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Ethics and security research

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Eleven

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Post Tue Feb 14, 2012 12:19 pm

Ethics and security research

Why does it seem like there isn't really much ethics in security research?

I often see security researchers discover a new technique that can be used for breaking into computers or evading detection and the goal is supposedly to force white hats to fix the problem that didn't exist until the researcher created it.  A vulnerability is a known weakness, and if black hats aren't using it then developing tools and techniques that black hats can use, even if you provide a fix is just making the defense more complicated.  It's one more attack we have to look out for. 

I don't think we'll ever see a black hat like a carder discover a new technique law enforcement could use to catch them and then make it public in an effort to force other black hats to fix the problem.
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ziggy_567

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Post Tue Feb 14, 2012 12:26 pm

Re: Ethics and security research

If you are a security researcher and you keep your research to yourself, no one knows about the attack or how to detect it. In releasing information about the attack you are creating awareness of the attack which in turn creates awareness of how to detect/prevent the attack.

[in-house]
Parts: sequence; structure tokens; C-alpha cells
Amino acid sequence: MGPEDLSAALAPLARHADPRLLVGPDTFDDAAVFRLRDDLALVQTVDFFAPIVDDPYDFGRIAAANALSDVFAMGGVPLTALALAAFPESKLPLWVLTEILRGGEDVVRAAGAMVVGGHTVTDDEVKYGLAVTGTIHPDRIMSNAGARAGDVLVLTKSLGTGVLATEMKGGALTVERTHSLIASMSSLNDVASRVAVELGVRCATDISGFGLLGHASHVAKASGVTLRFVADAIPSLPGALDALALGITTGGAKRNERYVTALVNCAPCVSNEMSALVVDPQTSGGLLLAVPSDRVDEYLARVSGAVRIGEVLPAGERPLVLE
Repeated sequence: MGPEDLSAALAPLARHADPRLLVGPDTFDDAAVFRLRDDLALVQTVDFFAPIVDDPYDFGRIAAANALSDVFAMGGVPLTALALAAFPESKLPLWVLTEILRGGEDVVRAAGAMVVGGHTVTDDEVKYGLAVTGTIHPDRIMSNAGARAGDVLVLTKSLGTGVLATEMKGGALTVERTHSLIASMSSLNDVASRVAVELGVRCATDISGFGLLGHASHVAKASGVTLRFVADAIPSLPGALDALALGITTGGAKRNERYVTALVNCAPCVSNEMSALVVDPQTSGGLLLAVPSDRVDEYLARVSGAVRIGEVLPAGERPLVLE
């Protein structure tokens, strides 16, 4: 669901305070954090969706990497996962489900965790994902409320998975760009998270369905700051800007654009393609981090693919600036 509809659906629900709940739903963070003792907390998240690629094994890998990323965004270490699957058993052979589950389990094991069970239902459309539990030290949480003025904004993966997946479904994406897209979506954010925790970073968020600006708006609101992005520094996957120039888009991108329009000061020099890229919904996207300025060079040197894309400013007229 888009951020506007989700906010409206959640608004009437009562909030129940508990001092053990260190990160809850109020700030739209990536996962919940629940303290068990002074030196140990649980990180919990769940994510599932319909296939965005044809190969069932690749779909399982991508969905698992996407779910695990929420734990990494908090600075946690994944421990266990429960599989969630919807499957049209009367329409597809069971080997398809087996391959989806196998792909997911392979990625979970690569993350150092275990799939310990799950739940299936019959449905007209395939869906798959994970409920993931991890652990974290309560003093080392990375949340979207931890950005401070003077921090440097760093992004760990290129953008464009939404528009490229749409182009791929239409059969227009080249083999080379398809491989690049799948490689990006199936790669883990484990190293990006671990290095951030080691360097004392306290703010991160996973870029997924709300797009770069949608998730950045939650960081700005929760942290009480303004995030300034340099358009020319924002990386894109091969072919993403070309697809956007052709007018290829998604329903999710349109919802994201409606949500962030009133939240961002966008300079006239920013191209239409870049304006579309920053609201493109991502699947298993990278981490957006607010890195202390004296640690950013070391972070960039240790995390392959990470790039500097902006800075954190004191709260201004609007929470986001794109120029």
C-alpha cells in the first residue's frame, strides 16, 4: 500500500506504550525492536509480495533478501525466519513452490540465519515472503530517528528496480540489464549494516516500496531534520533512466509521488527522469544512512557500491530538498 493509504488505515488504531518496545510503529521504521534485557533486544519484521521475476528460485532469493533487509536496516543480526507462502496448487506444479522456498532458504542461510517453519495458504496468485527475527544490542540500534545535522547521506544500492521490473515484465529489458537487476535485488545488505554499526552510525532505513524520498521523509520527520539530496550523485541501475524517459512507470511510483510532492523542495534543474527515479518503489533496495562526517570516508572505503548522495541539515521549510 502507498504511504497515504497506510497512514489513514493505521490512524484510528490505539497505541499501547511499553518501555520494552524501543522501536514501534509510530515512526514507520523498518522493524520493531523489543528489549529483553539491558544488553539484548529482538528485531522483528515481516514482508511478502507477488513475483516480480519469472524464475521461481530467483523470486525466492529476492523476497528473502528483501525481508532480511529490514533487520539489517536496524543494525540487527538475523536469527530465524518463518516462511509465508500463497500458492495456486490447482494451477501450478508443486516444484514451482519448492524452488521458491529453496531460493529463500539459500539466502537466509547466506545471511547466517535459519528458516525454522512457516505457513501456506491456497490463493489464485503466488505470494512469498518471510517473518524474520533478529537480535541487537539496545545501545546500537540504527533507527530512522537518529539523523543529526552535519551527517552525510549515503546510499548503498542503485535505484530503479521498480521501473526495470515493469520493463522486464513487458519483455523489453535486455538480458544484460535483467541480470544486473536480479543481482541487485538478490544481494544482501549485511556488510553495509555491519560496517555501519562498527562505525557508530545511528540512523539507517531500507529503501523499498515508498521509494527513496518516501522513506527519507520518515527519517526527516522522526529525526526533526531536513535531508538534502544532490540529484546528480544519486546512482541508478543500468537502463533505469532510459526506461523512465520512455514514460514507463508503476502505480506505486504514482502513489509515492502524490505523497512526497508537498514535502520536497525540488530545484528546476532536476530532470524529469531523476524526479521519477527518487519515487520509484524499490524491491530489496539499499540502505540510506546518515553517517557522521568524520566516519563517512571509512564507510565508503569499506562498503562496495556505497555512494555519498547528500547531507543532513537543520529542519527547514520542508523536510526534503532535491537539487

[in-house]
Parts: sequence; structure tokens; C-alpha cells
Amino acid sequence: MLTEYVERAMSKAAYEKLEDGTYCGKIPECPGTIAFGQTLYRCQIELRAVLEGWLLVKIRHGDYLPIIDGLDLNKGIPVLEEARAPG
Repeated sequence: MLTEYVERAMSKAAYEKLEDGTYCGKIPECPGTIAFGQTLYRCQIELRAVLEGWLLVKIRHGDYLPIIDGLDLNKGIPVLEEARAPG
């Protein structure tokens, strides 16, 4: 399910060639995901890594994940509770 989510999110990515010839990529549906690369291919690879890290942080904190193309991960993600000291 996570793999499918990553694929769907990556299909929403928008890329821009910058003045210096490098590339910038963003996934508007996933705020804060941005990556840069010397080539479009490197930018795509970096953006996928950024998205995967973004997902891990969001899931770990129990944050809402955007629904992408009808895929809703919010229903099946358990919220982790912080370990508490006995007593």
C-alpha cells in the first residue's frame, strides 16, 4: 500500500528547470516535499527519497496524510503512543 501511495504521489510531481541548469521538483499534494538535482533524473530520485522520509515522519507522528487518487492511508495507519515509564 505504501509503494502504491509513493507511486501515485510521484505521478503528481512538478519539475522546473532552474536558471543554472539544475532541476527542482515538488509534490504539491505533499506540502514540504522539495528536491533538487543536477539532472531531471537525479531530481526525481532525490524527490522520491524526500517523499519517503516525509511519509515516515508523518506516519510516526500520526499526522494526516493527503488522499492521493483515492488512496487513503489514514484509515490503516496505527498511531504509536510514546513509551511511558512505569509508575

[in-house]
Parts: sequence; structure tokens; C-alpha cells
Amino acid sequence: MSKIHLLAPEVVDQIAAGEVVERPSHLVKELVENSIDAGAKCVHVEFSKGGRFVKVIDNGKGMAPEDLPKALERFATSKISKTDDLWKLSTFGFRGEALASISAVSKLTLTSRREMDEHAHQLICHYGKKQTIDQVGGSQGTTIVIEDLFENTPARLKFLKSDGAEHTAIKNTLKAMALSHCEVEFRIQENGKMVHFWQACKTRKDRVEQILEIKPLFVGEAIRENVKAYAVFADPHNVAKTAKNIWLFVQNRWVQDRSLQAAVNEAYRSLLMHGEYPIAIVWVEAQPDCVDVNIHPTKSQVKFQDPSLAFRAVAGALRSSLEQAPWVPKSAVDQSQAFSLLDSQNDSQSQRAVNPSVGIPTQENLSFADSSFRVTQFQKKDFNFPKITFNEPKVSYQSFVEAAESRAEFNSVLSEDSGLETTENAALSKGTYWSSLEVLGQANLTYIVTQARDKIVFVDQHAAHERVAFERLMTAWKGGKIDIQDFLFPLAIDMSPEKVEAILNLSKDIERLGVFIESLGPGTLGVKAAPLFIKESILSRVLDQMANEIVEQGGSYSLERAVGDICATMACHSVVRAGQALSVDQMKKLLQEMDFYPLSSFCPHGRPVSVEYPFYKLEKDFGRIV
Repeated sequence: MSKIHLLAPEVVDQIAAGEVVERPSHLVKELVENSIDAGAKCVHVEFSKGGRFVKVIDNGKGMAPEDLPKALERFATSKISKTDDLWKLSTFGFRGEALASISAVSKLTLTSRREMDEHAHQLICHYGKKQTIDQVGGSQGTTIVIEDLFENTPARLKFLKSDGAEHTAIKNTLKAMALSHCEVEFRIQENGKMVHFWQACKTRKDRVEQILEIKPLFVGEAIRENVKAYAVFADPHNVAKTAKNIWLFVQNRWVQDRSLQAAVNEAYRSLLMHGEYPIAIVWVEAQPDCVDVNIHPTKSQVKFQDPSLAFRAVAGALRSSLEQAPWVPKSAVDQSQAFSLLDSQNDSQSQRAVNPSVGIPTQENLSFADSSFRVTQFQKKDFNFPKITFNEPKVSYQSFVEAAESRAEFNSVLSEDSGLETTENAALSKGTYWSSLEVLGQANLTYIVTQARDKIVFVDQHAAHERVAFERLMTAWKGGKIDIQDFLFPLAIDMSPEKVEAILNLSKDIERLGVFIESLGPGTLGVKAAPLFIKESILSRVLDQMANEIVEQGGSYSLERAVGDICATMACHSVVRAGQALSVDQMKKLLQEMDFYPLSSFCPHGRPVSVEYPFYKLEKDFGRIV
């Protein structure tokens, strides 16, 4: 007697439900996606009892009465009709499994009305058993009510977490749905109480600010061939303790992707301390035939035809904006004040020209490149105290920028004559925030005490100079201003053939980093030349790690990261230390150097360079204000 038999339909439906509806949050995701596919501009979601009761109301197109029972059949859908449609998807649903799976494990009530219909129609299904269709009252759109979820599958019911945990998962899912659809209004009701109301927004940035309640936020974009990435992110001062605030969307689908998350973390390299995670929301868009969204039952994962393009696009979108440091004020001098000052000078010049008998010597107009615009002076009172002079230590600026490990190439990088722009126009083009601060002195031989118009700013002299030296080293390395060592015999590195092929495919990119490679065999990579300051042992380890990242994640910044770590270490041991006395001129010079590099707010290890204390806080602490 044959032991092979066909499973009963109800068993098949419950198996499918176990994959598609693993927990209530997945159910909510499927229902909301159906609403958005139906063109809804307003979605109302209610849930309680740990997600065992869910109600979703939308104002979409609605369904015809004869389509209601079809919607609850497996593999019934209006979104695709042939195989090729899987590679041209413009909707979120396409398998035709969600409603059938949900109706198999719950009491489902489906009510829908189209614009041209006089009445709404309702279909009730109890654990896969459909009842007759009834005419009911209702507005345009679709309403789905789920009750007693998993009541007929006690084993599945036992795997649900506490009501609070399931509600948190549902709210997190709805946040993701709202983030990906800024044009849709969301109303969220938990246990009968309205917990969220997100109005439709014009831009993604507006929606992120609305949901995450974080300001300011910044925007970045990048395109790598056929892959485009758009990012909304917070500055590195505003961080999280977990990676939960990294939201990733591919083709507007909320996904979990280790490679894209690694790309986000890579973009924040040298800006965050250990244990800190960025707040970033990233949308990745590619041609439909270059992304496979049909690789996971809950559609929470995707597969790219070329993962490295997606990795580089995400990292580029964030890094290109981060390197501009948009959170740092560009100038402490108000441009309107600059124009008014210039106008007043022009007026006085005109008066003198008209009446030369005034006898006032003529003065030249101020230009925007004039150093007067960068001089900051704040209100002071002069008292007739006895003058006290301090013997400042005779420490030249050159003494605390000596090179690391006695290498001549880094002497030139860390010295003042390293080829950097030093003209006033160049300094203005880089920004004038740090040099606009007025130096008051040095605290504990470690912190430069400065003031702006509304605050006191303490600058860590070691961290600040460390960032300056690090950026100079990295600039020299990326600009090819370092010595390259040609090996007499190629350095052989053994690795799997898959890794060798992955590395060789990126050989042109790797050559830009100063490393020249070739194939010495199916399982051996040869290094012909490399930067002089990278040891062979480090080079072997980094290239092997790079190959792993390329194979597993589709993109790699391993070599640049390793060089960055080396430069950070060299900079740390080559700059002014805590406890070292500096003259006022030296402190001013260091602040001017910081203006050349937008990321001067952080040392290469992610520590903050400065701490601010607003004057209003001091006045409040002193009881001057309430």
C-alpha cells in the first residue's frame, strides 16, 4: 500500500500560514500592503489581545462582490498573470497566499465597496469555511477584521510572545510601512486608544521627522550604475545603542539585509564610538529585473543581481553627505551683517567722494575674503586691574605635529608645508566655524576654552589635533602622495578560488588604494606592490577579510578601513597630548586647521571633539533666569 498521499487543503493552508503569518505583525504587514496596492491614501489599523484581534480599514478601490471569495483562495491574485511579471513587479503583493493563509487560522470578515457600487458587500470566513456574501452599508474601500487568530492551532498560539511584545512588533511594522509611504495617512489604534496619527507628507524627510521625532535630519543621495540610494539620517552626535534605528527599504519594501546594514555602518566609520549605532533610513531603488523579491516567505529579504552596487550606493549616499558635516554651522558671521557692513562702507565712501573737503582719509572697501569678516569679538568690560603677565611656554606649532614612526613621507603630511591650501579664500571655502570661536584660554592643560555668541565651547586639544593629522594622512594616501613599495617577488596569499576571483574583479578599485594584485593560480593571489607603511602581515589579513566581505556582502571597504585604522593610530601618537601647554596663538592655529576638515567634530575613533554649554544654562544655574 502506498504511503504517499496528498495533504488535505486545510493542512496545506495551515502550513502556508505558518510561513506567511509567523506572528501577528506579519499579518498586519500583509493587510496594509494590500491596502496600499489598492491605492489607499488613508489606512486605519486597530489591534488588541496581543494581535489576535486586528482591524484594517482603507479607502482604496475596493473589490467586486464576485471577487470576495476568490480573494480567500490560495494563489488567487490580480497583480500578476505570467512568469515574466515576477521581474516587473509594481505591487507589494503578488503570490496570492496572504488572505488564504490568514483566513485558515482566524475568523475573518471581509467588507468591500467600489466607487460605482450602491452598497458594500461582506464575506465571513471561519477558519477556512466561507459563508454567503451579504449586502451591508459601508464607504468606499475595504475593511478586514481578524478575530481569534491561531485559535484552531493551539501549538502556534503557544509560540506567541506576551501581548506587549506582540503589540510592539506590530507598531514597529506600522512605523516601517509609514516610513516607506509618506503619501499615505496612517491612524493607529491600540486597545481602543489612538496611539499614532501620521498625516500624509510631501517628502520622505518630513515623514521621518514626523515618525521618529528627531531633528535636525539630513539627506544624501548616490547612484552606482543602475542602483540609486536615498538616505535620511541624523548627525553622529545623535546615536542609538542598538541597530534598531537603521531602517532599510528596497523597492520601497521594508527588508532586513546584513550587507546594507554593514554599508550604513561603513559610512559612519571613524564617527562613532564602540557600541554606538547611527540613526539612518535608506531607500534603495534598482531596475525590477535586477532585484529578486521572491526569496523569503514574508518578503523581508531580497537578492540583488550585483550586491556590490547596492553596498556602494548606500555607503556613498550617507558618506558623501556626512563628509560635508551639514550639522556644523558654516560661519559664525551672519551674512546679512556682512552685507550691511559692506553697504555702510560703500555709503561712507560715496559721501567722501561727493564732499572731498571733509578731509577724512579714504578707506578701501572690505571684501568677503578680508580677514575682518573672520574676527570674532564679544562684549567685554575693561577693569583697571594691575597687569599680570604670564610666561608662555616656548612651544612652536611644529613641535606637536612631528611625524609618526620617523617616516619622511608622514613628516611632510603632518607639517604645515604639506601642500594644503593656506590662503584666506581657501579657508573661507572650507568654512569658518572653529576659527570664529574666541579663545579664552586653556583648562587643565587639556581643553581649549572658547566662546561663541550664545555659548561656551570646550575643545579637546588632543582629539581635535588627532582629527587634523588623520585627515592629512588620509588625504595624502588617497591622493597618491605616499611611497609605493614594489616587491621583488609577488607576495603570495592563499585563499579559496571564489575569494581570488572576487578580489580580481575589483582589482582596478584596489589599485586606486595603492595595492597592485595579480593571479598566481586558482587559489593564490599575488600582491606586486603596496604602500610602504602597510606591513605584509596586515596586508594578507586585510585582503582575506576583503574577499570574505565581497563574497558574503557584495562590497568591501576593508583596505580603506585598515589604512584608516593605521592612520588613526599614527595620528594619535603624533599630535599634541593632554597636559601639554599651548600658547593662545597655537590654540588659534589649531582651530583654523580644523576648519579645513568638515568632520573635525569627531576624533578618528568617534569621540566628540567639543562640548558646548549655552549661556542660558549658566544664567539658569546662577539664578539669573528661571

I'm sure there are a number of times when a "whitehat" researcher provided valuable, previously unknown attack information to "blackhats." But I think more often than not, the "whitehat" is providing the general public information about attacks that are already going on.

Regarding your definition of a vulnerability being a known weakness, I would argue with that. You are vulnerable whether you know about it or not.
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Eleven

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Post Tue Feb 14, 2012 12:47 pm

Re: Ethics and security research

ziggy_567 wrote:If you are a security researcher and you keep your research to yourself, no one knows about the attack or how to detect it. In releasing information about the attack you are creating awareness of the attack which in turn creates awareness of how to detect/prevent the attack.

I'm sure there are a number of times when a "whitehat" researcher provided valuable, previously unknown attack information to "blackhats." But I think more often than not, the "whitehat" is providing the general public information about attacks that are already going on.


If there is already evidence of the technique being used in the wild then yeah I'm all for creating awareness and fixing it, but a lot of times it's a new technique that even the researchers may say they don't think is occurring in the wild.

ziggy_567 wrote:
Regarding your definition of a vulnerability being a known weakness, I would argue with that. You are vulnerable whether you know about it or not.